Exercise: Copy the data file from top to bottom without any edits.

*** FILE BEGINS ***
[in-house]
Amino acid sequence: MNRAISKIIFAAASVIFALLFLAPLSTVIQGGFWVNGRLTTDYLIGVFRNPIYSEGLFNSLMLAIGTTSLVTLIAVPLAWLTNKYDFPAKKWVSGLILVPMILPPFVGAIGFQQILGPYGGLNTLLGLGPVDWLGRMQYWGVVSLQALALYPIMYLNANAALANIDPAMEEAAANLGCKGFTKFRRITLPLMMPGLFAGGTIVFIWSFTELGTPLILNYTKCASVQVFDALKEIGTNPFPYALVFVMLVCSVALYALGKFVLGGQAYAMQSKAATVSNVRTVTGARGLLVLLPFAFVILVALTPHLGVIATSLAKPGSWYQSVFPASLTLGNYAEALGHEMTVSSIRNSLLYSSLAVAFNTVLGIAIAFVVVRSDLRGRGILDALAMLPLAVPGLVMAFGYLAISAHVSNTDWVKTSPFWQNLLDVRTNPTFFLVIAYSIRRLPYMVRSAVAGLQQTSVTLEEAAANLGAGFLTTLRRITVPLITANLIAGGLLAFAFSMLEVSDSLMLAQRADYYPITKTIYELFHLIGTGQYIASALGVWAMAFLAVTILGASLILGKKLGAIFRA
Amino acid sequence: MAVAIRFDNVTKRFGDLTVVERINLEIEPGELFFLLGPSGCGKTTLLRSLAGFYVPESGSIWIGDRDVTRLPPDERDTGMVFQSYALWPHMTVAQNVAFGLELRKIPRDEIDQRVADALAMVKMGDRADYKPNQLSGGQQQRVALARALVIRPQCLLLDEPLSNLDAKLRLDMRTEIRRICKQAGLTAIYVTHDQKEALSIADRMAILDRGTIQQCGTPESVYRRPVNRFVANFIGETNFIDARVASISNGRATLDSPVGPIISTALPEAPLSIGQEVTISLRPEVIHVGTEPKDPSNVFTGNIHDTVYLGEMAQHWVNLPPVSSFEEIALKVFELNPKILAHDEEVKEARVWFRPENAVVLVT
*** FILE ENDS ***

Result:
[in-house]
Amino acid sequence: MNRAISKIIFAAASVIFALLFLAPLSTVIQGGFWVNGRLTTDYLIGVFRNPIYSEGLFNSLMLAIGTTSLVTLIAVPLAWLTNKYDFPAKKWVSGLILVPMILPPFVGAIGFQQILGPYGGLNTLLGLGPVDWLGRMQYWGVVSLQALALYPIMYLNANAALANIDPAMEEAAANLGCKGFTKFRRITLPLMMPGLFAGGTIVFIWSFTELGTPLILNYTKCASVQVFDALKEIGTNPFPYALVFVMLVCSVALYALGKFVLGGQAYAMQSKAATVSNVRTVTGARGLLVLLPFAFVILVALTPHLGVIATSLAKPGSWYQSVFPASLTLGNYAEALGHEMTVSSIRNSLLYSSLAVAFNTVLGIAIAFVVVRSDLRGRGILDALAMLPLAVPGLVMAFGYLAISAHVSNTDWVKTSPFWQNLLDVRTNPTFFLVIAYSIRRLPYMVRSAVAGLQQTSVTLEEAAANLGAGFLTTLRRITVPLITANLIAGGLLAFAFSMLEVSDSLMLAQRADYYPITKTIYELFHLIGTGQYIASALGVWAMAFLAVTILGASLILGKKLGAIFRA
Amino acid sequence: MAVAIRFDNVTKRFGDLTVVERINLEIEPGELFFLLGPSGCGKTTLLRSLAGFYVPESGSIWIGDRDVTRLPPDERDTGMVFQSYALWPHMTVAQNVAFGLELRKIPRDEIDQRVADALAMVKMGDRADYKPNQLSGGQQQRVALARALVIRPQCLLLDEPLSNLDAKLRLDMRTEIRRICKQAGLTAIYVTHDQKEALSIADRMAILDRGTIQQCGTPESVYRRPVNRFVANFIGETNFIDARVASISNGRATLDSPVGPIISTALPEAPLSIGQEVTISLRPEVIHVGTEPKDPSNVFTGNIHDTVYLGEMAQHWVNLPPVSSFEEIALKVFELNPKILAHDEEVKEARVWFRPENAVVLVT